Snape’s image of “GOD’S kingdom” demonstrates again how she needs to get her mind over to the gym. She calls it a place where “perfect love” can do the work of ordering justice, mercy and grace. That just wrong — obviously wrong, and not just “theologically” so. Everyone knows love doesn’t “order” anything. Persons do.
You Can’t Chop Jesus in Half
They do it by making decisions. Changing things. You can’t change the order of things without taking charge. Ideally they do it in love. That’s rare on earth, to say the least, but that doesn’t mean it’s rare in Heaven. When God does His final work of ordering the world, He will do it by taking charge, and He will bring His justice, mercy, and love in alongside His absolute kingship over His creation. If you don’t like His “dominating” us that way, too bad. You are wrong. You are in rebellion.
Maybe Snape finds this mix of love and sovereignty, grace and kingship difficult to take in. She should do the work of thinking it through. Instead she gives up the half she doesn’t like. It makes it easier, sure, but you simply can’t chop Jesus in half and keep the part you like.
I spent years trying to sort out the realities of Jesus’ character, with some of the result of that going into the book Too Good to Be False. I keep learning — as you do, too, I’m sure — that Jesus can’t be simplified. He is both Lion and Lamb, Suffering Servant and Conquering King. He came once as a baby in a manger, and He will return as the Judge and Ruler. That study was very generative for me, if I may say so. It’s what happens to any of us when we put in the effort to try to understand.
Taking the Words of Jesus Seriously … Seriously Out of Context
Then there’s the highly acclaimed, best-selling author Diana Butler Bass, writing at Red Letter Christians, where the tagline reads, “Taking the Words of Jesus Seriously,” The “metaphor” of kingdom is “corrupted,” she says. Maybe she would consider helping correct the confusion? No, she, too wants to toss the whole thing overboard. “The liberating family of God working together for love and justice,” she says, “is a metaphor closer to what Jesus intended.”
Yes, you can find a Jesus like that in the gospels. Here’s how: Decide what kind of Jesus you want. Highlight the parts that agree. Take a razor and remove the rest. See how easy rebellion is?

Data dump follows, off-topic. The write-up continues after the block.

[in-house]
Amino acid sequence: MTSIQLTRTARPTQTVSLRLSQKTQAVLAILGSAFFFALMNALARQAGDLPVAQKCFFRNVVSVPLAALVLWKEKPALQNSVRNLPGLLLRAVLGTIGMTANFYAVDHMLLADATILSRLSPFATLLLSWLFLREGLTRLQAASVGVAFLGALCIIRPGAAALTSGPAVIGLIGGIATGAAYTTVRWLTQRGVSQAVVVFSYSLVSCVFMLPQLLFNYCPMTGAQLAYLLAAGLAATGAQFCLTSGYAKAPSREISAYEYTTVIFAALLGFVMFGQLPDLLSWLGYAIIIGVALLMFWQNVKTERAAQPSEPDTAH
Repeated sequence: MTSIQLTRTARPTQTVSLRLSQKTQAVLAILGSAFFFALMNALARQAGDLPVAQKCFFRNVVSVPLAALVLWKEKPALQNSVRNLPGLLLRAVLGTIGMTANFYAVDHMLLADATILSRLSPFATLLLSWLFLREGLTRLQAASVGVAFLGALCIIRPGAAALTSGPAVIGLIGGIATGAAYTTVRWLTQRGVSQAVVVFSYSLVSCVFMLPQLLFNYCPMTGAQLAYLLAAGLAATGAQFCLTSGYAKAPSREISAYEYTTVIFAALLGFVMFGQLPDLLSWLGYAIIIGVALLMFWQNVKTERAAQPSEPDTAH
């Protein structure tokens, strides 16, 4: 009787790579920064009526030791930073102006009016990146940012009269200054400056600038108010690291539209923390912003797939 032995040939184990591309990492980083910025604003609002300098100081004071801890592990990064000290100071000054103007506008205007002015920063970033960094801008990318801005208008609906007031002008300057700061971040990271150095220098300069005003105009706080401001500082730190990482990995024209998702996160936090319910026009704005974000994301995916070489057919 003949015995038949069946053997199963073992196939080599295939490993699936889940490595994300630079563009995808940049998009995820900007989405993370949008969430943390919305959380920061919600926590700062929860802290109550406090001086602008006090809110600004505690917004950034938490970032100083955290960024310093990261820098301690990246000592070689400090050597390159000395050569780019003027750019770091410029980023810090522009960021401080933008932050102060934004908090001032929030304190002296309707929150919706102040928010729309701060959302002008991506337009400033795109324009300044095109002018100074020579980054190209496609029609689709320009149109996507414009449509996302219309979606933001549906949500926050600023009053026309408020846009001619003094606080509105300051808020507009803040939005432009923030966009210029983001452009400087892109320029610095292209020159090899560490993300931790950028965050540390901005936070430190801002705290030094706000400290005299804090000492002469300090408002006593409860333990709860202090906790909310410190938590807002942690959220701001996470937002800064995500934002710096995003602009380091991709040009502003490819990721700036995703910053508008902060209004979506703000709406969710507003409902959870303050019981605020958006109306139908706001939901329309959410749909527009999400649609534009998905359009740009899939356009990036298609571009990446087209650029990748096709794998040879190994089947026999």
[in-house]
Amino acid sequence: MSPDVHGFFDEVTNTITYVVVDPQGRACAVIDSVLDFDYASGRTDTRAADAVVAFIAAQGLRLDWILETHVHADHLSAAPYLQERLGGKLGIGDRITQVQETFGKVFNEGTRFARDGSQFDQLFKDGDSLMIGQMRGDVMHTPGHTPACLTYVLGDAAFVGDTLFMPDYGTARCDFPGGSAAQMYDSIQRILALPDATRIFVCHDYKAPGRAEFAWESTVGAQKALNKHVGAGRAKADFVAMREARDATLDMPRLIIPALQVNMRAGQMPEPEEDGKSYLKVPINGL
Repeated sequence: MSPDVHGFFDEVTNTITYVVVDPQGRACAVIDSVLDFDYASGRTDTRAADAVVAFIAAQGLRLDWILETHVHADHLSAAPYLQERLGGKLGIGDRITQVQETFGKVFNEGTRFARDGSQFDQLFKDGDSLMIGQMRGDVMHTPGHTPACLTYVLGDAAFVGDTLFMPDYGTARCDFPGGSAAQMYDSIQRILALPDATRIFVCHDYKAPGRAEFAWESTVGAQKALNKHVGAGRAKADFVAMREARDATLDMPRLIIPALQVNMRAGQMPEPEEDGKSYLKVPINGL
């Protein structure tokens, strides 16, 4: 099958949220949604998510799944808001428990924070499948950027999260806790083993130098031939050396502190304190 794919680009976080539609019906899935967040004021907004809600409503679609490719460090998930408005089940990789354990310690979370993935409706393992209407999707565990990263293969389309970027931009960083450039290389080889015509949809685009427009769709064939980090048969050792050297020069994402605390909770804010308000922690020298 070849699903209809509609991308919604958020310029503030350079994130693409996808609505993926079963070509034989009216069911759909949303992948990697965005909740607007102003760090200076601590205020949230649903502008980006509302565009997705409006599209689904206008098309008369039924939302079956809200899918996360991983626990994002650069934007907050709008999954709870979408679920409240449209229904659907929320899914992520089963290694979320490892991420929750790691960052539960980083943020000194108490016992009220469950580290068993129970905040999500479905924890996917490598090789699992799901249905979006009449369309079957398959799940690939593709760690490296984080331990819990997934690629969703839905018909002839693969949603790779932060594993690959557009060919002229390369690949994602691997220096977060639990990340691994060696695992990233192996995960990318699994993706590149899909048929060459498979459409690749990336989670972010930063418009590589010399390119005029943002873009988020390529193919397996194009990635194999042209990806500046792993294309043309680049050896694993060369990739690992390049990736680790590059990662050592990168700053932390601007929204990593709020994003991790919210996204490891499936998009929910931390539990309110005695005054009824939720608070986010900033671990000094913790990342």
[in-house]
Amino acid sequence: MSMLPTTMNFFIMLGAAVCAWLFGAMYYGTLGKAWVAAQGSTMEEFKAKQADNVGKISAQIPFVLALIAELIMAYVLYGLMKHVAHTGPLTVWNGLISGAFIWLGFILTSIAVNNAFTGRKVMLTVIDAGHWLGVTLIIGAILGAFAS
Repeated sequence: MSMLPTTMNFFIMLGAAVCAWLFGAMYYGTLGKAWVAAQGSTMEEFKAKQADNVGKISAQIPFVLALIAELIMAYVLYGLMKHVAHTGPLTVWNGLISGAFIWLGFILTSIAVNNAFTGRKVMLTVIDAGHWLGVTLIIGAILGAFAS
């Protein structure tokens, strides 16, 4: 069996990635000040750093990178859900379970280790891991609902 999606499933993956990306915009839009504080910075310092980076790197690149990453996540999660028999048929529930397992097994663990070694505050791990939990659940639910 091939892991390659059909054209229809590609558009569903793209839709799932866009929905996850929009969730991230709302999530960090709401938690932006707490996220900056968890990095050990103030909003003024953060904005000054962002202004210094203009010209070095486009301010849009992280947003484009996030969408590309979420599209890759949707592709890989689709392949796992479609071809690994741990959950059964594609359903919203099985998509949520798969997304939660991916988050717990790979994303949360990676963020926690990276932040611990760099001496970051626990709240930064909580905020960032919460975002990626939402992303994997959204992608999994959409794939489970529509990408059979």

She shows in this article that if Jesus is kind then He is also kin, because the two words are the same in Middle English. Convinced? Not by that, I hope! You will find it, however in the Incarnation. Interestingly, though, the greatest single passage on Jesus’ coming to share our condition on earth is Philippians 2:5-11, which starts there and then takes us straight to “every knee shall bow” before Him, confessing “Jesus Christ is Lord.” If He is kin He is also King.
Usurpers of God’s Throne
Finally, Craig Baron, professor and Chair of the Humanities Department at St. John’s University in New York, says, “The change from ‘king’ to ‘kin’ denotes the end of hierarchy and the calculating mind and the rise of the reign of companionship/community and the contemplative mind.” Stephen Cherry spoke likewise: “Whereas the word ‘kingdom’ suggests a vertical hierarchy, kin-dom suggests a horizontal solidarity.”
It sounds so … companion-like. So contemplative. So lovely. But what it really describes is a usurping mob come to cast off God’s kingship and enthrone themselves in His place. It is the very definition of a coup raised against God, all fuzzy and warm and friendly on the surface, but in reality a fist raised against God.
Satan wants us thinking we can do it all better than God, the only Source of truth and love and goodness. It is a damnable lie, in every sobering sense of that word.
True goodness and holiness will one day reign on earth. God’s kingdom cannot fail. This false and futile rebellion called “kin-dom” cannot fail to disappoint, to distort, to destroy, and finally be destroyed.
Tom Gilson (@TomGilsonAuthor) is a senior editor with The Stream and the author or editor of six books, including the highly acclaimed Too Good To Be False: How Jesus’ Incomparable Character Reveals His Reality.